Homeowners who find themselves trapped at the centre of the ongoing external cladding scandal have vowed a summer of protests and ‘no end to campaigning’ after parliament voted against protecting homeowners against the cost of replacing dangerous cladding.
The promise of protests and campaigning follows the passing of The Fire Safety Act 2021 in parliament last week, a moment which also saw MPs vote against an amendment to the legislation which would have protected homeowners against the costs of removing and replacing suspect cladding.
In doing so, they leave homeowners facing bills of up to £100,000 each which, for the vast majority of people, will be financially and emotionally disastrous.
The government has previously said it will set aside £5 billion to help owners pay for the work, but this is only enough to cover the UK’s tallest buildings and does not stretch far enough to cover buildings below 18m tall.
The cladding scandal has been playing out for over four years now, since the Grenfell Tower tragedy in 2017 highlighted the vast amount of unsafe cladding that covers highrise buildings up and down the country.
A spokesman for End Our Cladding Scandal, a proactive coalition of frustrated homeowners from across the UK, was quoted in the Evening Standard following the most recent parliamentary let-down:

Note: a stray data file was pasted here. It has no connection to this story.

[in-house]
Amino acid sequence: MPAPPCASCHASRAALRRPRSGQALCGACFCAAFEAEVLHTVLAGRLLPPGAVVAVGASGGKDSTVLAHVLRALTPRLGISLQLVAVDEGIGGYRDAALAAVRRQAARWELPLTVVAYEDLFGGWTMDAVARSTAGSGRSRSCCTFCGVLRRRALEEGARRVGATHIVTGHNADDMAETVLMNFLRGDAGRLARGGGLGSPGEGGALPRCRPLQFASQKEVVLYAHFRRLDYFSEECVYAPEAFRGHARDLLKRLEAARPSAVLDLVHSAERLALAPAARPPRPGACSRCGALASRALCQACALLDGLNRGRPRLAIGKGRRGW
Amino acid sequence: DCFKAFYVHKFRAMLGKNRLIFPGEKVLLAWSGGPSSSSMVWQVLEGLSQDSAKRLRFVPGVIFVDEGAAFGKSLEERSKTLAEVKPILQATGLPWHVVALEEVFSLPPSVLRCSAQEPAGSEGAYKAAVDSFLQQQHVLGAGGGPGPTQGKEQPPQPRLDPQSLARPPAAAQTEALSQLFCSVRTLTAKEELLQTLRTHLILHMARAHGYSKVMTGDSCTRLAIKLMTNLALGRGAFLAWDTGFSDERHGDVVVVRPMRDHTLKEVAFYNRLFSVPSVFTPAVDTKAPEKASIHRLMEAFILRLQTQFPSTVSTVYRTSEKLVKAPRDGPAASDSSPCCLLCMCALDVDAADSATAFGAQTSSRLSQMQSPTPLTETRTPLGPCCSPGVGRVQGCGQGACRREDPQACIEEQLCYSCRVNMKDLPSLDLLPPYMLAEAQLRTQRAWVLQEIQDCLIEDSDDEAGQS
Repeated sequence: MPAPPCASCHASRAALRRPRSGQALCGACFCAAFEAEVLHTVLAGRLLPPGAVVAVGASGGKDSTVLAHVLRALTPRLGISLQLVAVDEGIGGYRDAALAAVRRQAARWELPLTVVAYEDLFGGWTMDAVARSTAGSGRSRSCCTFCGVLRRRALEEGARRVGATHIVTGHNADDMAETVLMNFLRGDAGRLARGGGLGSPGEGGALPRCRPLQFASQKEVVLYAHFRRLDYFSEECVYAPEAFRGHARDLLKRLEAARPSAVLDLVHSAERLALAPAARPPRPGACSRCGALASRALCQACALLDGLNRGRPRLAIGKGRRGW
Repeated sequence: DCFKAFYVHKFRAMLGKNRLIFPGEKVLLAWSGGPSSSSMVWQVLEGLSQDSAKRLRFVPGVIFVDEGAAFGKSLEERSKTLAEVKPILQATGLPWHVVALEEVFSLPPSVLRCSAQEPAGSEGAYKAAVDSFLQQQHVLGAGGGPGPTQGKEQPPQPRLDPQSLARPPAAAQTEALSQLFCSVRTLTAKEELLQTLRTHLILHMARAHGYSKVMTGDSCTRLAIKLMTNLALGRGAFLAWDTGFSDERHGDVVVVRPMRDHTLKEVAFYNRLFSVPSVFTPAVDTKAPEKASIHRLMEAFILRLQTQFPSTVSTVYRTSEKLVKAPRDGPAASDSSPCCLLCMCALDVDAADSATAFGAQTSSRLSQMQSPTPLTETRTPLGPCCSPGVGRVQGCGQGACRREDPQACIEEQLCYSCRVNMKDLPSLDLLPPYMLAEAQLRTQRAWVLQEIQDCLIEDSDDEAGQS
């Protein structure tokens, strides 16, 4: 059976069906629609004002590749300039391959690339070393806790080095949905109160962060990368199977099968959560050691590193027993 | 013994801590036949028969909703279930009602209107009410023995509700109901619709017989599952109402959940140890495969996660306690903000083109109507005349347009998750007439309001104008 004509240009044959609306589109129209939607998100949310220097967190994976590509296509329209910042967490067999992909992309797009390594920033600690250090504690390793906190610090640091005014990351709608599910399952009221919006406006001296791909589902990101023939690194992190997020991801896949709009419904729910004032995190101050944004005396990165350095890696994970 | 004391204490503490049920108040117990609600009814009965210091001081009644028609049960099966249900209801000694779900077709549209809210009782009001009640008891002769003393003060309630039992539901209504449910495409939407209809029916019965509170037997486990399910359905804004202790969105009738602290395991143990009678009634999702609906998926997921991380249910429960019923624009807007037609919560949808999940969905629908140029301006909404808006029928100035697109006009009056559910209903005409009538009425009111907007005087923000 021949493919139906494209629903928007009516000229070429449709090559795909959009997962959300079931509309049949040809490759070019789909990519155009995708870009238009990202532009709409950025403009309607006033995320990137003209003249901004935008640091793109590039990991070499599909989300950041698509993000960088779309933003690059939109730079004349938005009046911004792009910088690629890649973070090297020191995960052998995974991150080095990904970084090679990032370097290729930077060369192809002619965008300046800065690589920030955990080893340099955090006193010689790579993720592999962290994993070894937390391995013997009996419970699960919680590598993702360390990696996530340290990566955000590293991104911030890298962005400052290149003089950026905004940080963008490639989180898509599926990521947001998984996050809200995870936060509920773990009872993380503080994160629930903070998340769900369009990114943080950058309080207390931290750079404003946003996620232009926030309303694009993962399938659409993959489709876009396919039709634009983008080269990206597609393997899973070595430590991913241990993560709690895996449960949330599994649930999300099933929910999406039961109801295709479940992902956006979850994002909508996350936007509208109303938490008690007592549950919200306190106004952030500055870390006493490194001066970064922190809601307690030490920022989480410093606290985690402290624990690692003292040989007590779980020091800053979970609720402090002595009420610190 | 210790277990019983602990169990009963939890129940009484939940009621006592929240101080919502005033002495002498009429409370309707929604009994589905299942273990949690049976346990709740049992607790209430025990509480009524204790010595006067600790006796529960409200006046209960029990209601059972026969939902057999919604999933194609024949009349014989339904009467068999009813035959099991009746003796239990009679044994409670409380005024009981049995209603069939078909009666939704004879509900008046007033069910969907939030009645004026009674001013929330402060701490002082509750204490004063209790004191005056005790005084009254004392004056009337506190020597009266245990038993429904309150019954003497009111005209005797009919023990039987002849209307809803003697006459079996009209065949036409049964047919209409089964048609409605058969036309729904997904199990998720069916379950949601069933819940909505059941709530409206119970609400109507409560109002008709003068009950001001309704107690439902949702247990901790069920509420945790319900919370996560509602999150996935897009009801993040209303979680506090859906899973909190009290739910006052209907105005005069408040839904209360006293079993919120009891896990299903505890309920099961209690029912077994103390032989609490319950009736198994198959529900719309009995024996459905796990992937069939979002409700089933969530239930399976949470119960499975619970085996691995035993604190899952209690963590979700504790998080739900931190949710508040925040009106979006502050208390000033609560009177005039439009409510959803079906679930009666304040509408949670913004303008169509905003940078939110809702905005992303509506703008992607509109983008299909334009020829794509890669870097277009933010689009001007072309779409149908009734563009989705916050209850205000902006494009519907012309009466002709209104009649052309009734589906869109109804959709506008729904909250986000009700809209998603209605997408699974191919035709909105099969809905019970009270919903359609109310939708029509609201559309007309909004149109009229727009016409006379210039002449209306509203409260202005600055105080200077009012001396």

“We are feeling deflated but we have been here before. We have got a band of Conservative MP supporters now and there will be no end to campaigning. We are taking some time to regroup and then plan a rally and protest in the summer.
“We will still be focusing on what the Government can do, because ultimately they are the ones who have responsibility for forcing the only changes that can help us.”
The UK government must share responsibility for the existence of unsafe cladding, given how many publicly-owned or operated buildings have now been proven unsafe, so the fact that they’ve decided not to help owners pay for the changes is even more infuriating.
Furthermore, the government appears to be protecting the developers who are responsible for using unsafe cladding on their own buildings. Having failed to take proper precautions before selecting their cladding of choice, developers are very much being ‘let off the hook’ at the expense of owners and UK taxpayers who must now share the brunt of the cost.